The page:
Schnucks disclosed in April that more than 2.4 million customer records were compromised in a malware attack on its systems.
Liberty Mutual, which provides the cyberbreach insurance coverage for Schnucks, sued Schnucks last week, saying that it should not be liable to pay the costs of eight lawsuits arising from the breach or for claims made by banks that work with Schnucks.
In court documents published by the website Main Justice (PDF), Liberty Mutual says that it is willing to pay Schucks' breach costs, it is not willing to pay costs resulting from lawsuits filed by customers against the grocery chain over the breach of privacy.
Liberty Mutual also says it will not pay costs related to claims by four banks and one payment processor resulting from the breach. Schucks' cyber insurance is provided as part of a multipurpose property damage policy that does not cover suits and claims resulting from a breach, the insurer says.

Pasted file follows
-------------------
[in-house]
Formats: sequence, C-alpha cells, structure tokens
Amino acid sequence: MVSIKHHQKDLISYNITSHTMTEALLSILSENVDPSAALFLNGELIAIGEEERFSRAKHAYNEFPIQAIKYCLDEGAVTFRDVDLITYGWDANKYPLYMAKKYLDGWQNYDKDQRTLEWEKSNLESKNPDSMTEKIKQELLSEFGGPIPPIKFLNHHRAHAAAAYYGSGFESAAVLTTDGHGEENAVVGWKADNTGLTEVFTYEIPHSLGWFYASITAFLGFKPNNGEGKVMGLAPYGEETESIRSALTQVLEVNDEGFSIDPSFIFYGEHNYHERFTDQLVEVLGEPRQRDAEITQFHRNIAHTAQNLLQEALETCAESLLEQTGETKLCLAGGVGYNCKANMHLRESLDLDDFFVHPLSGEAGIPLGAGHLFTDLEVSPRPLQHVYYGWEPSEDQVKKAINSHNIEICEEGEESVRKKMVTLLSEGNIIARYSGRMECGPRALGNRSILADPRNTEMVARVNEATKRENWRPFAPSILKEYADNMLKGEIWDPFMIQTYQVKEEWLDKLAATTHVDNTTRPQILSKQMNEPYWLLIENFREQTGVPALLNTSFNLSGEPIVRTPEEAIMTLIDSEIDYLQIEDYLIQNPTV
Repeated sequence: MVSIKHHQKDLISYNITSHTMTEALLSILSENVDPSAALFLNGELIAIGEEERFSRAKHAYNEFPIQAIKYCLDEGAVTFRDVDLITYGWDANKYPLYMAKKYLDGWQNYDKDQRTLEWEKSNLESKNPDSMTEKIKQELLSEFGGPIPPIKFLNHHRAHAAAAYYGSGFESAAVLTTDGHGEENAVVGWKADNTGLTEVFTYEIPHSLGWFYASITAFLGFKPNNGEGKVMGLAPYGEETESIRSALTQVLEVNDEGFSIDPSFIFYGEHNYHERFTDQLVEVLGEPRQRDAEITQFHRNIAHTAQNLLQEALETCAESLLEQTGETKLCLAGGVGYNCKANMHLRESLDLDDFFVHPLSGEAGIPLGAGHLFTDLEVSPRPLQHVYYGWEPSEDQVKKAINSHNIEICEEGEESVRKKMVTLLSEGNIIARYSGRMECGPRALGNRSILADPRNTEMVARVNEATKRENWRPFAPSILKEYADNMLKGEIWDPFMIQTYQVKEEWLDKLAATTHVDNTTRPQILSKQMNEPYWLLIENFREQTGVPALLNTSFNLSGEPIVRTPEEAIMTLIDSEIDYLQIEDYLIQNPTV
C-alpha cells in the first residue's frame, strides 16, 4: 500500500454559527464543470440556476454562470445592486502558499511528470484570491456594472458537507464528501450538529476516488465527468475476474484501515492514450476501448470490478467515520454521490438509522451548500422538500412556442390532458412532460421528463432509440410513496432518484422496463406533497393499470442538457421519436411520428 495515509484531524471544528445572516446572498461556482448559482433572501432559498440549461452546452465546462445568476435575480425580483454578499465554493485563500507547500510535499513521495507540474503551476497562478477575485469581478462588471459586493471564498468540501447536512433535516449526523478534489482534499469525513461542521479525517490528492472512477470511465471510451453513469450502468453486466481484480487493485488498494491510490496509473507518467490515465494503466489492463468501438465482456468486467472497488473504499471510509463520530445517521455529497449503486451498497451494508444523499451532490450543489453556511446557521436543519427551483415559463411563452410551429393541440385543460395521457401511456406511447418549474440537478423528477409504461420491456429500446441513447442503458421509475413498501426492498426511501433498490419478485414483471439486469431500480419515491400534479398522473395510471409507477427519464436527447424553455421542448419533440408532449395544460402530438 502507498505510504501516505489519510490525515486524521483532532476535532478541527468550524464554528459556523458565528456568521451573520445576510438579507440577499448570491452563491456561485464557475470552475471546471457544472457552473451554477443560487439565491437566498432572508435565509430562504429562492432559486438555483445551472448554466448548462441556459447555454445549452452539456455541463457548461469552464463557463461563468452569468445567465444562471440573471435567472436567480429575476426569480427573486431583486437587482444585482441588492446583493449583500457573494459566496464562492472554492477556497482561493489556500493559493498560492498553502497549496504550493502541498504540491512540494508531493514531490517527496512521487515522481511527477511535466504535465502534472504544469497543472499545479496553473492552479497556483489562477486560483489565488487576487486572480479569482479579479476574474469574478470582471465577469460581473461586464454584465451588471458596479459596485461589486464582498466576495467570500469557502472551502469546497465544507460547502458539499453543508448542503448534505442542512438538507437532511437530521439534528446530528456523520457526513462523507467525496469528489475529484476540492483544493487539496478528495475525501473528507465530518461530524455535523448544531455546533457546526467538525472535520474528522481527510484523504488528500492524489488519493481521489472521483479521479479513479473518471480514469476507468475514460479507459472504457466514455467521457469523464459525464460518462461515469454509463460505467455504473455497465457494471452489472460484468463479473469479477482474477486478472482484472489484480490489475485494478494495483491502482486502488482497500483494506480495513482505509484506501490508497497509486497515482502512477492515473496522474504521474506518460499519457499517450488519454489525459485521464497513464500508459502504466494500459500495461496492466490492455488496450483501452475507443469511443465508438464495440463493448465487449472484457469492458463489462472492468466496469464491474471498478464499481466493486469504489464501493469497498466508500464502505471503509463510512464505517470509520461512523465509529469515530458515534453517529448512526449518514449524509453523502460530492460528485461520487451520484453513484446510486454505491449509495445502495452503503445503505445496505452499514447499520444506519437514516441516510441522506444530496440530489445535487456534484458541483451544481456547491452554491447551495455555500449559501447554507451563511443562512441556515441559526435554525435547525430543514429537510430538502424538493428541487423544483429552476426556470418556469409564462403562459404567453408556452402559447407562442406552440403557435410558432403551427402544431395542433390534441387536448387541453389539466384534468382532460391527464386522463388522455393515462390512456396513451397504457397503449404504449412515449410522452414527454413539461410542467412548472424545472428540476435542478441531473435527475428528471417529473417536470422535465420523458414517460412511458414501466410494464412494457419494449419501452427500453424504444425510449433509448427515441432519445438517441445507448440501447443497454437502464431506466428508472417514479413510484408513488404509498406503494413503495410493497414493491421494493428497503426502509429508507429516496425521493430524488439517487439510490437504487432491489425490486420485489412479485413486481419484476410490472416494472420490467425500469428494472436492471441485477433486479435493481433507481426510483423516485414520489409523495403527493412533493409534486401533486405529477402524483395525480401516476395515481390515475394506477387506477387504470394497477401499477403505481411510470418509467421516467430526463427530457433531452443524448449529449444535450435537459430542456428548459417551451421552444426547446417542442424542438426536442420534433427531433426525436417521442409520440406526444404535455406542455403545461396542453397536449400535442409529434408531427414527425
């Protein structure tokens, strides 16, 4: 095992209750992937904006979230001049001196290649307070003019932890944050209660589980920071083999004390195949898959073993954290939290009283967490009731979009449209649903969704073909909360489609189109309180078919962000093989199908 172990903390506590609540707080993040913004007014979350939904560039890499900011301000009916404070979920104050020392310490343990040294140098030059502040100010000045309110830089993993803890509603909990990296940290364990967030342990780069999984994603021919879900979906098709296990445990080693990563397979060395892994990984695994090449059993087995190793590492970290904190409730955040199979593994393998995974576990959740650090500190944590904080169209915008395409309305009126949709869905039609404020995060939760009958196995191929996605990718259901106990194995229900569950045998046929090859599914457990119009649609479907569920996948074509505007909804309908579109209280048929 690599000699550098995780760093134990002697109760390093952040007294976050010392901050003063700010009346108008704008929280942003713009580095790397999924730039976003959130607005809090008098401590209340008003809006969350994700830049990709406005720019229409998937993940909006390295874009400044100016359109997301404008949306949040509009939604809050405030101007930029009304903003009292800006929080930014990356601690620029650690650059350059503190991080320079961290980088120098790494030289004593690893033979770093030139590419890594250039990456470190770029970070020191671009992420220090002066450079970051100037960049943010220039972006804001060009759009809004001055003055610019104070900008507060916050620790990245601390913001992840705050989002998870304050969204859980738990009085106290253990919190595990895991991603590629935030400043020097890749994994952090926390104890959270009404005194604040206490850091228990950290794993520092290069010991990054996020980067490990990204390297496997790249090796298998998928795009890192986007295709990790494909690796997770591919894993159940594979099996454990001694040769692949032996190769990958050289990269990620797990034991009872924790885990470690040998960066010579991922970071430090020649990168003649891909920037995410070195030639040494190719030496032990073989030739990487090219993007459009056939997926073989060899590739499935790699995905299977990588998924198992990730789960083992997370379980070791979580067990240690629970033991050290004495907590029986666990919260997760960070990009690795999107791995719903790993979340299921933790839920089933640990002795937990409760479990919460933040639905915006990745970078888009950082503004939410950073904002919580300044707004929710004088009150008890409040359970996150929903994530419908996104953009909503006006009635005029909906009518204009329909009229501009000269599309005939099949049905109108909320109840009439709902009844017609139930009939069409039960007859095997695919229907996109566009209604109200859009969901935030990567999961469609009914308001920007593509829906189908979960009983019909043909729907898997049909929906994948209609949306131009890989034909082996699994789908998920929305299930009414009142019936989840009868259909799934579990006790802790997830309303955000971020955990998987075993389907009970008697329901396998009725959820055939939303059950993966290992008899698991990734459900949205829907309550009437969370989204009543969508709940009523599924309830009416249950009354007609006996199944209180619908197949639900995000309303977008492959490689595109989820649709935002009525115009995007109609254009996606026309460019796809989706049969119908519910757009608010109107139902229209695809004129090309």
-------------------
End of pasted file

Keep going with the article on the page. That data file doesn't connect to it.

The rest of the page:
"For the purposes of this insurance, electronic data is not tangible property," Liberty Mutual states. "The claims described in the complaints and claims are not for physical injury to or loss of use of any tangible property, but rather for the loss of personal information. Such a loss is not for 'property damage.'"
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